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Nashville 💔 & How to manage burnout

Yesterday was a tragic day in Nashville. We had a shooting at an elementary school with 6 victims lost.

School shootings are commonplace in America, but that doesn't make them any less shocking and painful, especially when they hit close to home.

I was leaving my son's 5th grade science fair as the news broke, and all of the parents were standing in the parking lot, refreshing our phones and peering up at the sky to see if life-flight helicopters would be landing at Vanderbilt Children's Hospital, just a couple of blocks away.

If you've been following this newsletter for a while, you know that gun violence prevention is an issue close to my heart. I've been a member of Moms Demand Action since 2015. Just a couple of weeks ago, I attended a hearing at the TN legislature where our representatives are advancing several bills to further reduce gun regulations in the state. Currently, in Tennessee, anyone over the age of 21 can carry a loaded handgun without a license, permit, or training of any kind. They are trying to lower that age to 18 and expand the law to include all firearms, not just handguns.

But that's not what I'm here to tell you today.

As all of us deal with the acute stress of events like this shooting—and more routine ones like work, politics, family demands, and (in the case of TN and many other states) legislation that is actively dismantling our rights to healthcare, self-determination and safety—I think it's important to understand that the pressures being placed on us as individuals are frequently unreasonable.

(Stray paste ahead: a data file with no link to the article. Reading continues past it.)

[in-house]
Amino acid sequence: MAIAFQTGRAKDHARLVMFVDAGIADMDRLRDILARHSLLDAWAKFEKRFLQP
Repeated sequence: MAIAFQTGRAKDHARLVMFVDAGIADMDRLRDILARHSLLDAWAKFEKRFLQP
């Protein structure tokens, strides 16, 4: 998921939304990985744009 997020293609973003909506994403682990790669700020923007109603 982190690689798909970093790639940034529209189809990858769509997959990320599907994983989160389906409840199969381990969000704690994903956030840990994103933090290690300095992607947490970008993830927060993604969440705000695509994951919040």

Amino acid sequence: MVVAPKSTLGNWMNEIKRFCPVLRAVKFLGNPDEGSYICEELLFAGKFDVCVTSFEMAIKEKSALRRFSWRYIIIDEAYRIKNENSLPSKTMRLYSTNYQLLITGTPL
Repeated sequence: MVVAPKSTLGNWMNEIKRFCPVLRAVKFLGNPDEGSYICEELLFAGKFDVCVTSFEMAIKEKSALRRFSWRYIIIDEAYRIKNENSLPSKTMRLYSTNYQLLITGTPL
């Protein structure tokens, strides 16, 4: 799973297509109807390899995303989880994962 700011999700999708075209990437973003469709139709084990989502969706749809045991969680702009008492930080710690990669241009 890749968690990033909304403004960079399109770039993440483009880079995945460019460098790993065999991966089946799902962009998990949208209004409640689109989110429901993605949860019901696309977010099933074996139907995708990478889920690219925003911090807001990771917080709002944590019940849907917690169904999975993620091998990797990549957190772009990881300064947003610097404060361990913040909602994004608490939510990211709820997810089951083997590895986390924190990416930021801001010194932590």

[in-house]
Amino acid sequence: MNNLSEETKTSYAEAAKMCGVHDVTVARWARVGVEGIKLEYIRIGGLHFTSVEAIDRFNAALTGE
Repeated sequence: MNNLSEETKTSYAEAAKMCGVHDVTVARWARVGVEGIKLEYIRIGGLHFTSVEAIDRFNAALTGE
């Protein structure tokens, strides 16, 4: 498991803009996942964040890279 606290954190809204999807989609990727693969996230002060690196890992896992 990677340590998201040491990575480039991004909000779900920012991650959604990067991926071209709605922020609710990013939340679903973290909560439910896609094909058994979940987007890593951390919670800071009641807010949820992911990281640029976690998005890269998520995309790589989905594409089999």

My article for Forbes this week is about burnout. One of the most pressing points I make in the column is that much of the advice you'll see on the topic of burnout is to focus on self-care. Self-care is crucial for healing, but it also puts a heavy burden on you to "fix" your feelings of overwhelm when many of the causes are not your fault and not directly under your control.

I had no idea how this week would unfold when I wrote the article, but the timing seems appropriate. I hope understanding where burnout comes from, how to recognize it, and a few specific ways to alleviate it can help—at least a little.

I am also considering creating a new cohort for group health coaching in the coming weeks. If you'd like to be part of it, please click here to add your name to the list and check the box for group health coaching. I will be in touch soon with details.

Thank you for being part of this community. Your questions and the replies you send to these emails inspire me, even when you're just writing to say, "Holy crap, how is this happening again?!"

Quick reminder: If you find yourself sitting still, scrolling through the news with your heart racing from adrenaline, the quickest way to ease the anxiety and slow your heart is to move, physically, to take a walk or clean the kitchen... anything physical will give the adrenaline somewhere to go.

I hope this newsletter is always a safe place for you.




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